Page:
A technic is described for observing directly with the high powers of the microscope the behavior of the arterioles, capillaries, and venules of the rabbit's ear in the anaphylactic reaction.
Such observations show that, in a rabbit sensitized to horse serum, intravenous injection of this antigen, or its introduction by way of the moat, may be followed by: (a) arteriolar contraction, with obliteration of the lumina of the arterioles and stoppage of the circulation, (b) increased adherence of leukocytes to the blood vascular endothelium, and leukocytic emigration through the walls of the capillaries and venules in large numbers, and (c) sticking of leukocytes to each other to form clumps, or emboli, which block the circulation in many capillaries and venules.
Under some conditions all of these reactions may follow a single injection of horse serum, either intravenously or directly into the moat. Under others, arteriolar contraction may occur in the absence of extensive leukocyte-sticking, emigration, or the formation of leukocytic clumps.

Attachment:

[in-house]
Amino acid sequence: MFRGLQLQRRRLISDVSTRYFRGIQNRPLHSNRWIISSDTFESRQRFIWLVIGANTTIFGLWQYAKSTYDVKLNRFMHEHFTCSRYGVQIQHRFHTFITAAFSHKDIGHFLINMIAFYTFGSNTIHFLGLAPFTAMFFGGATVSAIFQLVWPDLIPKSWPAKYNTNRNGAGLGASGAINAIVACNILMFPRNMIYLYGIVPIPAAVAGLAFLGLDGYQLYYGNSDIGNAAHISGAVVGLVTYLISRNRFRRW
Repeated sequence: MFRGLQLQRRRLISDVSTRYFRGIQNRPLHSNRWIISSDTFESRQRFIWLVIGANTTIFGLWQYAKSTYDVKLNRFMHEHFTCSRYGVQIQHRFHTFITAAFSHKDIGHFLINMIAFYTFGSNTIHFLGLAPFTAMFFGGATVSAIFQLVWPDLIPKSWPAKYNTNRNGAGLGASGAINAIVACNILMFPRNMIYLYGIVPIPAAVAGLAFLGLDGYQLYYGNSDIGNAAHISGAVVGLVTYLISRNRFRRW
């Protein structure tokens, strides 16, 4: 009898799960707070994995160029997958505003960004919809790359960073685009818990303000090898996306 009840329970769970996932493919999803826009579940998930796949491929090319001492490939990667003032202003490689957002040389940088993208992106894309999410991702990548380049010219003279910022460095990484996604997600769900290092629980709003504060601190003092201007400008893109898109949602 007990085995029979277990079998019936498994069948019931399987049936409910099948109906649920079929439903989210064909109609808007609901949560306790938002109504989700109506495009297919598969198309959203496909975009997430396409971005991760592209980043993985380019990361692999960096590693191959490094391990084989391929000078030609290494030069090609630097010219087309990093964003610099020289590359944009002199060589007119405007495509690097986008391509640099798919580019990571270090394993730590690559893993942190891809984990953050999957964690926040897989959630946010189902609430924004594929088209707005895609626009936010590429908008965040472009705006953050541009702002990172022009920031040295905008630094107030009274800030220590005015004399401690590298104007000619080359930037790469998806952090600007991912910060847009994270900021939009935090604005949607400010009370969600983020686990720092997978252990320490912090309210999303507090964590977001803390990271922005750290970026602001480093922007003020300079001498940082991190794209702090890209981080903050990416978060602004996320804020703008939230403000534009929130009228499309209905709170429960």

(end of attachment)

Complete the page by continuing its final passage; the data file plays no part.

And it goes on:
The repeated introduction of serum into the moat causes emigration of leukocytes in increasing numbers from the capillaries and venules, the formation of leukocytic clumps, extravasation of erythrocytes, and finally, in localized regions, endothelial destruction. Such destruction is followed by growth of new blood capillaries into the injured regions, even in the continued presence of serum.
No contraction of the capillaries or venules occurred during any of the reactions.
Although the blood in the vessels could be very clearly seen with the microscope, no specific precipitate was observed at any time.
This work was aided by a grant made to the department of anatomy at the University of Pennsylvania by the Rockefeller Foundation, under which one of the authors (R. G. Abell) held a fellowship.